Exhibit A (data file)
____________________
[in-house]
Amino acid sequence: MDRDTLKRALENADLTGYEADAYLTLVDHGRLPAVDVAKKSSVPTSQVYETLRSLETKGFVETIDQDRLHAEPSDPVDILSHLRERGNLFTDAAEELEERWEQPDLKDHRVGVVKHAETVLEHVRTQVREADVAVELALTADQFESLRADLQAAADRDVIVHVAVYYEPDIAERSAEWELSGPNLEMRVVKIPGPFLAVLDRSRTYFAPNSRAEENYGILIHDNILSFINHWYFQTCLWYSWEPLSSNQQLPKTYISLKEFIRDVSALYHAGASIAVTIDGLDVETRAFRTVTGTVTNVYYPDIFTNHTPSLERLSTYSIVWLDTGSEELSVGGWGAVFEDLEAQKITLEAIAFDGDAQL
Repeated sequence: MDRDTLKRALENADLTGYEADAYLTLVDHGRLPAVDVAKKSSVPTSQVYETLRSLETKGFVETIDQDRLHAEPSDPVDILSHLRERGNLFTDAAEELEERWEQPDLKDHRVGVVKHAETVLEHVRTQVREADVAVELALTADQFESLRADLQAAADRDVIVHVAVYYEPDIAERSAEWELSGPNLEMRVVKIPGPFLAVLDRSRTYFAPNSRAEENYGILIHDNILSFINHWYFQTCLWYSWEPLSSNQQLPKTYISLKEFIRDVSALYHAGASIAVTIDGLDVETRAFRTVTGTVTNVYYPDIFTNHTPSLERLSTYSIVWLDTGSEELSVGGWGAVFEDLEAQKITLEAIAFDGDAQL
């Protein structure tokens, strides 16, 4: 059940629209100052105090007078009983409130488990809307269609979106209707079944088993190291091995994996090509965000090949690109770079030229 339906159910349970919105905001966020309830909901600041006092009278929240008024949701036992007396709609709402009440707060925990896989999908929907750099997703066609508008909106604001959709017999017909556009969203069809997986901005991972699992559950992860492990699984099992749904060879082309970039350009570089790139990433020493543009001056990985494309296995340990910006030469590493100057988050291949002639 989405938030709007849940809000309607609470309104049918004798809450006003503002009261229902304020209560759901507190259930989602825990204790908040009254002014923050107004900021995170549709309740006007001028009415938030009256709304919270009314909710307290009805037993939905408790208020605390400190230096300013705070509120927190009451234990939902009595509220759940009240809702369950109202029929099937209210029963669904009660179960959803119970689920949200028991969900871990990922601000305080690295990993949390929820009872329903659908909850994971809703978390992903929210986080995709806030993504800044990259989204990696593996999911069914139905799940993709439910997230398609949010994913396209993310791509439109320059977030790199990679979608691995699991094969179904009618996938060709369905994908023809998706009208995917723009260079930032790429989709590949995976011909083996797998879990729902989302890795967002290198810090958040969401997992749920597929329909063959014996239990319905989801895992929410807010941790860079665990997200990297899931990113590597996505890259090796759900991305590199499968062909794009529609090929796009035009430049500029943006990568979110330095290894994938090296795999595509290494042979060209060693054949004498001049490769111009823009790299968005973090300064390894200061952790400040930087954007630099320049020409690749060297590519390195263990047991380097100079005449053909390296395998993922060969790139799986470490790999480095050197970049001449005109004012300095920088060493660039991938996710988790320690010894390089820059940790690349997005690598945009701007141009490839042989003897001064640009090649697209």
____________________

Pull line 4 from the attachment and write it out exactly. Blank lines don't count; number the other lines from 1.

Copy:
């Protein structure tokens, strides 16, 4: 059940629209100052105090007078009983409130488990809307269609979106209707079944088993190291091995994996090509965000090949690109770079030229 339906159910349970919105905001966020309830909901600041006092009278929240008024949701036992007396709609709402009440707060925990896989999908929907750099997703066609508008909106604001959709017999017909556009969203069809997986901005991972699992559950992860492990699984099992749904060879082309970039350009570089790139990433020493543009001056990985494309296995340990910006030469590493100057988050291949002639 989405938030709007849940809000309607609470309104049918004798809450006003503002009261229902304020209560759901507190259930989602825990204790908040009254002014923050107004900021995170549709309740006007001028009415938030009256709304919270009314909710307290009805037993939905408790208020605390400190230096300013705070509120927190009451234990939902009595509220759940009240809702369950109202029929099937209210029963669904009660179960959803119970689920949200028991969900871990990922601000305080690295990993949390929820009872329903659908909850994971809703978390992903929210986080995709806030993504800044990259989204990696593996999911069914139905799940993709439910997230398609949010994913396209993310791509439109320059977030790199990679979608691995699991094969179904009618996938060709369905994908023809998706009208995917723009260079930032790429989709590949995976011909083996797998879990729902989302890795967002290198810090958040969401997992749920597929329909063959014996239990319905989801895992929410807010941790860079665990997200990297899931990113590597996505890259090796759900991305590199499968062909794009529609090929796009035009430049500029943006990568979110330095290894994938090296795999595509290494042979060209060693054949004498001049490769111009823009790299968005973090300064390894200061952790400040930087954007630099320049020409690749060297590519390195263990047991380097100079005449053909390296395998993922060969790139799986470490790999480095050197970049001449005109004012300095920088060493660039991938996710988790320690010894390089820059940790690349997005690598945009701007141009490839042989003897001064640009090649697209």